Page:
Because of Iran’s relationship with the death penalty, and particularly because that penalty is sometimes given to political prisoners, the 22 human rights organizations have formally reiterated the call for an immediate moratorium on executions throughout the country. The joint statement also called upon both the United Nations Human Rights Council and the European Union to put pressure on the Islamic Republic of Iran over this and other human rights issues.
The mass executions that took place early in August have certainly become one of the newest hot button human rights topics regarding the Islamic Republic. The related controversy has continued to grow as more information has emerged about the incidents. On Tuesday, Al Arabiya reported that the families of some of those who were executed found that when they recovered their loved ones’ bodies, they bore marks that were indicative of torture prior to their hanging. It had previously been reported that the condemned men were physically assaulted by prison authorities before being taken to pre-execution solitary confinement.
There are many such reports of abuse in the Islamic Republic, and there would likely be more if not for the regime’s efforts to suppress details of what happens inside Iranian prisons. Al Arabiya also reported that Iranian intelligence agents had warned the relatives of some hanging victims to not discuss the condition of their bodies with the media or other outside sources. In some cases, relatives were even instructed not to hold public funerals, presumably out of fear that these could become rallying places for activism or political dissent.
Regardless of all this surrounding context, the August 3 hanging of 20 men was quickly described as one of the worst incidences of mass execution in recent years, although smaller scale mass executions throughout 2015 had contributed to a final total of nearly 1,000 executions in that year alone. Iran consistently ranks as the country with the highest per-capita rate of executions in the world, and last year’s figures were reportedly higher than any in the past 25 years.
But only a few years prior to that, the Iranian regime set a considerable record when, in the summer of 1988, it executed as many as 30,000 political prisoners, mostly members of the People’s Mojahedin Organization of Iran. This incident returned to the headlines around the same time that human rights groups began to speak out regarding this month’s executions. On August 9, Ahmad Montazeri, the son of an Iranian cleric who was once slated to take over the leadership of the Islamic Republic, posted an audio recording online featuring his father speaking out against the 1988 executions and thereby making additional information about the incident publicly available for the first time.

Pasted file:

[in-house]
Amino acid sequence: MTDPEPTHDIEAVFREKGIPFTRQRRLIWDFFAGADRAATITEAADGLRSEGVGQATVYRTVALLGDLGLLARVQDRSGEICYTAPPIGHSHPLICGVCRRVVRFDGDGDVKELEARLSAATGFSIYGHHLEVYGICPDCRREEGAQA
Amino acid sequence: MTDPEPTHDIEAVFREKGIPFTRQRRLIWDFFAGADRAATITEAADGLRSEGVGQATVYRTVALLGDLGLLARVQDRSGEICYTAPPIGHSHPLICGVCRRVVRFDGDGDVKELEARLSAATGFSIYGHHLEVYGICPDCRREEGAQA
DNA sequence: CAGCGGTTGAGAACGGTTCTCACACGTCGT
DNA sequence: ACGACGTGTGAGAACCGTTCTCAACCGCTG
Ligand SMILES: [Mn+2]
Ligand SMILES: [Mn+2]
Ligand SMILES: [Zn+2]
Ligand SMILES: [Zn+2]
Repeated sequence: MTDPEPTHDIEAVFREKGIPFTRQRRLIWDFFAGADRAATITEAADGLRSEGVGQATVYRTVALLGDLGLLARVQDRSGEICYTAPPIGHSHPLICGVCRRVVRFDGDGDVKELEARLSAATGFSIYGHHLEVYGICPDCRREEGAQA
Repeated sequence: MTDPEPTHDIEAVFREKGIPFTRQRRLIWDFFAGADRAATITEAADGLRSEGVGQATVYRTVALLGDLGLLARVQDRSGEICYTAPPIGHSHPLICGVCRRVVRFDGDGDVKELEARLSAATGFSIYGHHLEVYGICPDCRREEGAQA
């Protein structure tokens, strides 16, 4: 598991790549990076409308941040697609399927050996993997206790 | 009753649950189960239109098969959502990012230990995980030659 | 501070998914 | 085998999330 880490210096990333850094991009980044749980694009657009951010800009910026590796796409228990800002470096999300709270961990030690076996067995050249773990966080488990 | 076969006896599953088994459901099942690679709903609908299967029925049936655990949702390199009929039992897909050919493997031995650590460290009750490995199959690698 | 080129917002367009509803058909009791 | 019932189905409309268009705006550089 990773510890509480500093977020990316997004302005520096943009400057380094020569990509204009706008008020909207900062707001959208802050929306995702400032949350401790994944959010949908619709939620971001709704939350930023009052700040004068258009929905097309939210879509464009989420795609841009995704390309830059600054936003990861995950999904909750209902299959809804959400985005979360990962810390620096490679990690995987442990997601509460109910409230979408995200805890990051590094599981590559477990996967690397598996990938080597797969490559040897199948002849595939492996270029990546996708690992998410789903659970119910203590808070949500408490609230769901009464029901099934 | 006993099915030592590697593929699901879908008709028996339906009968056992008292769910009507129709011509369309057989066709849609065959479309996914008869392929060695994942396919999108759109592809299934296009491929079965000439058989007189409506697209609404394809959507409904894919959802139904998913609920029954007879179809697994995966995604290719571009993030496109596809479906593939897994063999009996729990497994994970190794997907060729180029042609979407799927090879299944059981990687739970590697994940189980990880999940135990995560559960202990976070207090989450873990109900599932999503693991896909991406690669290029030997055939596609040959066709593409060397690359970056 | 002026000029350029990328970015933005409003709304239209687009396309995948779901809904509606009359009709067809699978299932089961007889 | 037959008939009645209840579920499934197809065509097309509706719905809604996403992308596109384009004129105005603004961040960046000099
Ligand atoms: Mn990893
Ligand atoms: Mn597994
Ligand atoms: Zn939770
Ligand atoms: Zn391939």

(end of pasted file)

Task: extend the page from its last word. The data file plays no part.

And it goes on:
On Wednesday, the National Council of Resistance of Iran, which is made up in large part of the People’s Mojahedin, reported that Ahmad Montazeri had called upon the leadership of the Islamic Republic to apologize to the families of victims of the 1988 massacre. He added that the regime should disclose the locations of those victims’ burial sites and allow families to visit them for the first time.
Such commentary highlights the fact that at the same time that new human rights controversies are emerging in the Islamic Republic, there are longstanding human rights issues that remain unresolved and to a great extent un-acknowledged.
The NCRI has expressed concern that too few people are aware of the 1988 massacre or its true extent. Montazeri’s comments threaten to bring that incident into sharper focus, but it remains to be seen whether international human rights groups or Western policymakers will commit their own attention to the 28 year-old incident in the midst of more recent, but much smaller mass executions and the ongoing Iranian crackdown on persons with connections to the West.
The International Campaign reported on Tuesday that an American citizen who was arrested in July while visiting his native Iran has now been formally charged after spending long stretches of time in solitary confinement. Robin Shahini is said to be facing charges of “acting against national security,” “participating in protest gatherings in 2009,” “collaborating with Voice of America television” and “insulting the sacred on Facebook.” He is one of at least six foreign nationals who have been arrested in Iran in recent months on vague or unspecified charges, amidst unsubstantiated accusations of spying for Western governments.
The arrests have been widely interpreted as part of an effort to minimize cultural contact and information exchange between Iran and the West. Notably, that project promises to limit Iranian awareness of international statements regarding Iran’s human rights abuses. Toward that end, Iran’s civilian militia destroyed some 100,000 confiscated satellite dishes in July, and the Human Rights Activists News Network reported that a new round of confiscation began on August 8.
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